Counting Backwards to Create a Production Timeline That Works

Marina Barnes is founder of Racysuits, the ultimate unitard inspired by ski racing suits worn by her grandfather in the 1980s!

Working backwards is the only way I can make sure I’ve scheduled my production timeline correctly. There are so many variables that come into play! A timeline is definitely the best way to stay organized, and sane!

Here is our upcoming manufacturing timeline, accomplished here in New York, that will fulfill our recently launched Kickstarter Campaign!

Timeline

Let’s start with my target “product in hand” date, January 2nd 2017. I immediately give myself a 2 week “OMG what happened!” cushion to prepare for setbacks. So I tell my manufacturer that I need my suits in hand on December 15th.

Monday, January 2nd – Target “product in hand date”.

(Calculate your two week “OMG What Happened!” cushion)

Thursday, December 15th – Production Deadline. (This is the date that will be on my manufacturing contract with the factory)

My manufacturer is in New York so I don’t need to worry about added shipping times. I will rent a Zipcar and pick them up myself! The manufacturer will usually give you a window of time they think they can complete your production run. In our case we were told 6-8 weeks. Always, always, always factor in the longer time. That 8 weeks tells me I need to start production by October 20th.

Thursday, October 20th – Production begins.

LFA-20

Great! We now have a sourcing deadline as well. All materials need to arrive BEFORE the 20th. After checking my calendar I decide that I want my materials to all arrive no later than the Friday before. This way we can check in the week before production starts to confirm all materials have arrived.

Related Reading:  Turning Your Prototypes into Factory Samples

It is important to get all of your materials to the manufacturer before you begin so you’re not slowing down their process. Your pattern maker may sew your product one way but in a factory they have multiple people working on different parts of your design all at once. The sizing tags might be sewn in on day one! Help your factory stay on schedule by giving them all the materials up front.

Friday, October 14th – All materials accounted for at production facility.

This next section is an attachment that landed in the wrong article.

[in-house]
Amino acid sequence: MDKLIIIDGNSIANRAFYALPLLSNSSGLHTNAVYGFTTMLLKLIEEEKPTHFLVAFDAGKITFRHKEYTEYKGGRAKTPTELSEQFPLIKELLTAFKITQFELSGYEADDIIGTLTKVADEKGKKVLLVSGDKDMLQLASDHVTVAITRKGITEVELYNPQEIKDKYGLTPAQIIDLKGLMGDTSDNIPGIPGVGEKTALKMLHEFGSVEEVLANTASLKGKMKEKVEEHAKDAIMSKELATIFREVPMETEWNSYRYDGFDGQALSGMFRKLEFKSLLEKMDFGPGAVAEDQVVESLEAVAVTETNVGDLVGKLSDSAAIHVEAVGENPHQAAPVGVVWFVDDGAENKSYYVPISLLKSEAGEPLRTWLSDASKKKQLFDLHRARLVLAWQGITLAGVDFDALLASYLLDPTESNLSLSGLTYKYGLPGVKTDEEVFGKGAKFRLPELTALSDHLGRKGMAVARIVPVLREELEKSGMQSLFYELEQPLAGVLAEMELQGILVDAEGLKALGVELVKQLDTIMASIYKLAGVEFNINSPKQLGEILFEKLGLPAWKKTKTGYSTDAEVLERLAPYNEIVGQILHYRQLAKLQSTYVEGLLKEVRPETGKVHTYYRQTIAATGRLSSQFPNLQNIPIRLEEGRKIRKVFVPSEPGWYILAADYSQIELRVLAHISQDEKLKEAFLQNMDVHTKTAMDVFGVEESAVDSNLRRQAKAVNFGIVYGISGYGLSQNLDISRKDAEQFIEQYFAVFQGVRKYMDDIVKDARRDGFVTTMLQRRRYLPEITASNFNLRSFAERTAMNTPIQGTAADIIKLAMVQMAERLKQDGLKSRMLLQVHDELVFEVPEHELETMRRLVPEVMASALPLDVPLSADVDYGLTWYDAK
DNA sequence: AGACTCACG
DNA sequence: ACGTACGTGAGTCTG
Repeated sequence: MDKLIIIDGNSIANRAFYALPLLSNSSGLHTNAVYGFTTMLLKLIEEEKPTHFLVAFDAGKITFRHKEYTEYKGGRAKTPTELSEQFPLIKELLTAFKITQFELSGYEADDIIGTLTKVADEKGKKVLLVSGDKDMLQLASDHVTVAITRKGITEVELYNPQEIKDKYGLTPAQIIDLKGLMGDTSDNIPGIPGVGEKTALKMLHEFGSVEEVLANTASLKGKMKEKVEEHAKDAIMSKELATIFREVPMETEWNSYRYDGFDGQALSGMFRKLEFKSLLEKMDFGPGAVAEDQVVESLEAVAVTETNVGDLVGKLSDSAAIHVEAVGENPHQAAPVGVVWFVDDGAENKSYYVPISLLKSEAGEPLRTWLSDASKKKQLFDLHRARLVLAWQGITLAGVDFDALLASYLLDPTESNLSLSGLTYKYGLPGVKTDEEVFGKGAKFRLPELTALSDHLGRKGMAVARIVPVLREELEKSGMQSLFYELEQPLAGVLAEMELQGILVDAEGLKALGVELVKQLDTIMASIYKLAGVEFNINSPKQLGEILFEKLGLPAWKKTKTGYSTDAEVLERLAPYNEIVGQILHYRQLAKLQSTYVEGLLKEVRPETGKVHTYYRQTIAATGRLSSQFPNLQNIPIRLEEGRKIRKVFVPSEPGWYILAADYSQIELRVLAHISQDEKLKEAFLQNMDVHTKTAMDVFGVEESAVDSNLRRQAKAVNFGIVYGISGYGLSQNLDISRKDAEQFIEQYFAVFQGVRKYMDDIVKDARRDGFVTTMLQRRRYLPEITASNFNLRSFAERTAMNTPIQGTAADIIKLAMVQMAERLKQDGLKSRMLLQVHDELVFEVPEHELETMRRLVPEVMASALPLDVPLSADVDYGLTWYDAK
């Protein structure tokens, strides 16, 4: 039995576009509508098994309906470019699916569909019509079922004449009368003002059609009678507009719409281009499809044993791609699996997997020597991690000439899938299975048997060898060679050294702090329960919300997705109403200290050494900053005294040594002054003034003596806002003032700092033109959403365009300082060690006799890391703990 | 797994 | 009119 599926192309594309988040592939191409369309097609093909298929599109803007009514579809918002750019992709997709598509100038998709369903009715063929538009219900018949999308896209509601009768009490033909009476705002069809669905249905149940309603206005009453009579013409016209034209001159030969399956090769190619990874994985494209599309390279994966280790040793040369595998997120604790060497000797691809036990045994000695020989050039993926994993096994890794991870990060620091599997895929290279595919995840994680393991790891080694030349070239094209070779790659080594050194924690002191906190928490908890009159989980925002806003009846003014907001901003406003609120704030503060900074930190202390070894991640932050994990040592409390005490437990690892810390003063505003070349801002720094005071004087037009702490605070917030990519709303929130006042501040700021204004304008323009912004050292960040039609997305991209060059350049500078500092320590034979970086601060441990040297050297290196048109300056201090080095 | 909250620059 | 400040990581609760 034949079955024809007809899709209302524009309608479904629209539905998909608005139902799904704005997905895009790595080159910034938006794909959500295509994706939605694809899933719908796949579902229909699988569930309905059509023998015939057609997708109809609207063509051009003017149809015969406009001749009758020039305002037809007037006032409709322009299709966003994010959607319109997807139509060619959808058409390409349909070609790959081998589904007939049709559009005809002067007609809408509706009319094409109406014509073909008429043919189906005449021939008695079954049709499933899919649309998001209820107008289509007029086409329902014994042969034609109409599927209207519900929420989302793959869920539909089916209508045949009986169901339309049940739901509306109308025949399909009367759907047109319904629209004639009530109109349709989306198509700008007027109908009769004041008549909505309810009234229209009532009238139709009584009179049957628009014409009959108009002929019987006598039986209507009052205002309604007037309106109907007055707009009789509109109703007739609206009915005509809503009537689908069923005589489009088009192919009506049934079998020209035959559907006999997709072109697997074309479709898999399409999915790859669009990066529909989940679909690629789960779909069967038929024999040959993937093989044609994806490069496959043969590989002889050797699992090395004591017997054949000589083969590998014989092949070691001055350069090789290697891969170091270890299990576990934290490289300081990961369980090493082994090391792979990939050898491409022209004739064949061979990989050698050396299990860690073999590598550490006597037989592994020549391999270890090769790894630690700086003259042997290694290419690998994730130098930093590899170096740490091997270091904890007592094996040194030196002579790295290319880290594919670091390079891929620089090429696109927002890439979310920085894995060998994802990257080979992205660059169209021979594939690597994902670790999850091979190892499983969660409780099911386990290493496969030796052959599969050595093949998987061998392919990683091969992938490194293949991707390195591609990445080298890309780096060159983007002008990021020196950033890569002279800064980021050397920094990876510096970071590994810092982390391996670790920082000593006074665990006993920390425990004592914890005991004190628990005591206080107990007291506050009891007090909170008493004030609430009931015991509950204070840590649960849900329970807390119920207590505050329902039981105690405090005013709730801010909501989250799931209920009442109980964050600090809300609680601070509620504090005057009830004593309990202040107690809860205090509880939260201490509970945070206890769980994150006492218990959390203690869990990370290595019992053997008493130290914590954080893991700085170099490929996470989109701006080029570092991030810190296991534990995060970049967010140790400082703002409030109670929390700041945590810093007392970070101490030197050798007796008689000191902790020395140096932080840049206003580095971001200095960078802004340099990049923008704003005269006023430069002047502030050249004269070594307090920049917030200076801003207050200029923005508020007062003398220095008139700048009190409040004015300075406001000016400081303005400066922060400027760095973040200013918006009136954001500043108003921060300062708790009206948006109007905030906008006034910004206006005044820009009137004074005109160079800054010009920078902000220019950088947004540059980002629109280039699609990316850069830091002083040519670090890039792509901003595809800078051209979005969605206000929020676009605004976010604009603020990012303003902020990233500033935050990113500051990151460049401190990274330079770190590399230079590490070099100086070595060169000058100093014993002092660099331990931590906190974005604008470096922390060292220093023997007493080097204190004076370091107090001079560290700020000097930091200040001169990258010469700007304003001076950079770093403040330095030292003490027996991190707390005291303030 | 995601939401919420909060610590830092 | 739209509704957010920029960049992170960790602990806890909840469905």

This is where my timeline gets a little nuts! This production run is being funded by a Kickstarter Campaign . . . well, I am very hopeful that it will be. This means that all of my material orders need to be priced out and ready in advance but I can’t order them until the Kickstarter campaign is successfully funded. All of my fabrics, zippers, threads, and tags take 4-5 weeks to deliver. The order must be placed by Friday September 9th to stay on schedule.

Friday, September 9th – Place orders for zippers, fabric, thread, and tags.

It is a tight deadline because my Kickstarter is scheduled to end on Thursday August 25th. However all of my sourcing relationships are already in place so sending payment will be the last step and can easily be processed by Friday the 26th.

That leaves me with the most important date. The date that will start get this entire production run in motion. The Racysuits Kickstarter launches on Tuesday July 26th. We are excited to get the community involved on this production run because we have spent the last year testing our suits, making improvements and learning everything we can about production in the USA. Our Kickstarter backers will also help us understand our audience better. They will get to pick which print they want and we can order our size quantities more accurately since they will be pre-ordering their sizes.

Related Reading:  The Right Way To Check References

Tuesday, July 26th – Racysuits Kickstarter Launches!

Kickstarter_website_header

I’m much more confident about this production run because I did a small batch run this spring with a previous manufacturer. It is a tough road and there are definitely ways to make it more efficient.

10 tips and tricks that are helping me improve my production process.

  1. Always give your deadlines a cushion. Prepare for setbacks.
  2. Make sure a signed production contract is in place. Verbal agreements can get messy.
  3. Have a technical designer review your factory samples and triple check they have done everything you’ve asked in your tech pack.
  4. Give yourself some time to think before you sign off on anything. Tell your factory “I will need to review this with my business partner, I’ll get back to you on that.” Try not to make any decisions onsite or on the phone, you’ll want a written email version of all your communication!
  5. Ask the manufacturer if there are ways to lower the cost of production. Is there a design element that is hiking up the price? Is there a simple pattern tweak that will make production more efficient? They will always be looking for the fastest most efficient way to get each job done so they may have some great ideas.
  6. Do a quality check before you bring your product home. Before you send over the final production payment.
  7. Discuss the option of a chargeback for any defects or mistakes on each suit. This will help with quality control.
  8. Proximity! At least for your first few production runs try to select a factory that is close to you. I drove out to my factory a dozen times last spring and the 1:1 face time helped solve any problem that came up.
  9. Don’t let on that it’s your first production run. Do your homework and present yourself as a confident production manager.
  10. Schedule regular visits. It’s great if you get to see the product through every step of the way. I love that my new factory encourages me to come by!
Related Reading:  Sourcing 101: Where Do You Begin?

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